After comparing 15 printers, they landed on the MakerBot METHOD. “[METHOD] helped us improve our process to meet our goals of rapid prototyping and many iterations, very quickly.” The combination of a Circulating Heated Build Chamber and PVA water-soluble support material also enable industrial-level dimensional accuracy while printing highly complex geometries. Download your detailed case study!
Additive manufacturing and Automotive go together. According to Valuates Report forecast AM in Automotive revenue reaches $8.3billion by 2026 with a CAGR of 23.5% during 2021-2026. While we are seeing a significant increase in 3D printing technology where volume is less. No surprises it is the Motorsports and performance racing division of the automotive industry.
Having said, tooling is one of the primary applications of 3D printing in the automotive industry. The key benefits include prototyping, quick and cost-effective approach to designing and producing the parts with visual appeal, design flexibility and create and visualize complex parts without tooling. Since the tooling is eliminated the product development teams can compress the development cycles.
A detailed study done by the Deloitte University on automotive industry reveals how advances in 3D printing opened doors for newer designs; cleaner, lighter, and safer products; shorter lead times and lower costs. Learn more.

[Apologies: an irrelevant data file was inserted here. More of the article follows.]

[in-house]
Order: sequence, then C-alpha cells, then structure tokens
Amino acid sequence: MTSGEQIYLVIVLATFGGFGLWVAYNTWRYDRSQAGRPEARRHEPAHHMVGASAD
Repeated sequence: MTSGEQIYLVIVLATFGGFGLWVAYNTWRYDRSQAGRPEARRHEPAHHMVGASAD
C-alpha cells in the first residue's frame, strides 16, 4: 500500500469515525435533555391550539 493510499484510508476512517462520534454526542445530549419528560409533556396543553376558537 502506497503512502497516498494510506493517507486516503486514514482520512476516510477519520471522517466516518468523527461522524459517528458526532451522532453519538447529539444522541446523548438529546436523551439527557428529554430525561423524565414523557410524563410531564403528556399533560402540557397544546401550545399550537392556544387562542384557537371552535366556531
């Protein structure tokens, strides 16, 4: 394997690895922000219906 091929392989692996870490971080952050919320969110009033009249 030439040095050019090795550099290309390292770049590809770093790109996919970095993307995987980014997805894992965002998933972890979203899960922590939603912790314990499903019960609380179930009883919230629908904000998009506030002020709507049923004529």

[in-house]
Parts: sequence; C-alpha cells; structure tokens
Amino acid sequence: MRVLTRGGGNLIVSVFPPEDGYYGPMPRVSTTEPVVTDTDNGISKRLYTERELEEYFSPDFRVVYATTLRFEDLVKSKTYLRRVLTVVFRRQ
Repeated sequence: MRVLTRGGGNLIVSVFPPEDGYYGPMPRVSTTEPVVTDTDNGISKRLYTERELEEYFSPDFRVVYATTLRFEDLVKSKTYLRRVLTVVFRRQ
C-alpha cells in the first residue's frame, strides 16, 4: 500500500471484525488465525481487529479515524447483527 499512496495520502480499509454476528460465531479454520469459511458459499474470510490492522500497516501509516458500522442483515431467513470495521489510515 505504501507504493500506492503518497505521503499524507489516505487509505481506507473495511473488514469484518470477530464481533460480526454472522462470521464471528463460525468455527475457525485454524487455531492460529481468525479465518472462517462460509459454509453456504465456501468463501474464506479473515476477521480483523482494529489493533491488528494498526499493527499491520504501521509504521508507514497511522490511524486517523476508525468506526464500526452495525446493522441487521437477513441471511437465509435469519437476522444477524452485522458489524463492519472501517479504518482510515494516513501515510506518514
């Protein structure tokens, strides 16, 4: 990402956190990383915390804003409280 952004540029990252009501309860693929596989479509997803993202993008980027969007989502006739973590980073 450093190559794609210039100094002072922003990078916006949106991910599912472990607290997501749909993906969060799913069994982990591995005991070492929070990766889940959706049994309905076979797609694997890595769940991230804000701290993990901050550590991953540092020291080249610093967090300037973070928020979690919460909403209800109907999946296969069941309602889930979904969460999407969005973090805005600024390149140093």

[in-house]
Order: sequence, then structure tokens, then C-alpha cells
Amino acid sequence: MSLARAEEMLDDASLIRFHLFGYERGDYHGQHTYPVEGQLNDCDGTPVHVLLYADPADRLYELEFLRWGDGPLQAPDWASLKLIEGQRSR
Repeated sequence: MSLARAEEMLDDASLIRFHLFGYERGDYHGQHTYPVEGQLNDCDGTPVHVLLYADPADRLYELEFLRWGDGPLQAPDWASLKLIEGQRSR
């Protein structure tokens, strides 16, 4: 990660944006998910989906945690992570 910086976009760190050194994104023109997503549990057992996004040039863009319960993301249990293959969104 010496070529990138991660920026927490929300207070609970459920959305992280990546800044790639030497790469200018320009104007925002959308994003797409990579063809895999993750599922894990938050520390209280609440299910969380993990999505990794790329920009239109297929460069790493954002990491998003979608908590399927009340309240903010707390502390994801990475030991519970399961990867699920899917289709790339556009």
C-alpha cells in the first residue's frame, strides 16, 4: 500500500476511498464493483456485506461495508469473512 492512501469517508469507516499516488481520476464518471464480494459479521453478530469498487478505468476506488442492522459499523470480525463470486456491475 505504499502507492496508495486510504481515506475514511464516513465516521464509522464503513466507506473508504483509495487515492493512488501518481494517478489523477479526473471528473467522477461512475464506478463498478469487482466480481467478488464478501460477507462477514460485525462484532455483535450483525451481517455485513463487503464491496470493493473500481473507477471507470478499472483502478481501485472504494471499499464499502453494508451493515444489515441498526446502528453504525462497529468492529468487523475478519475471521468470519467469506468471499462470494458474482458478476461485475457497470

Automotive: Real-life application
As the saying goes “SPEED AND PERFORMANCE FOR AUTOMOTIVE ENGINEERS” is key to market. Real-life application proves how compressed timeline can think of innovative process. “Moving faster is everything to us,” says Jeremy Godin, vice president of product for Mishimoto Automotive. The products they make — radiators, racing thermostats, intercoolers — enhance the performance of car engines, so their customers move faster. For car and racing enthusiasts, Mishimoto is almost like a pit crew, replacing their stock parts with better, higher performing products. But, like a pit crew, the leading manufacturer in aftermarket performance cooling products is always pushing to make their process faster and more efficient. “It’s all about speed to market,” says Godin, who compares the market to a “pie that nobody’s had a slice of yet. First person there gets the whole pie.” When Godin joined Mishimoto four years ago, some products took as much as two years to come to market. Now the development timeline is “a fraction of that,” he says. “A lot of that is through the tools that we’ve brought on site,” from coordinate measuring machines to 3D printers.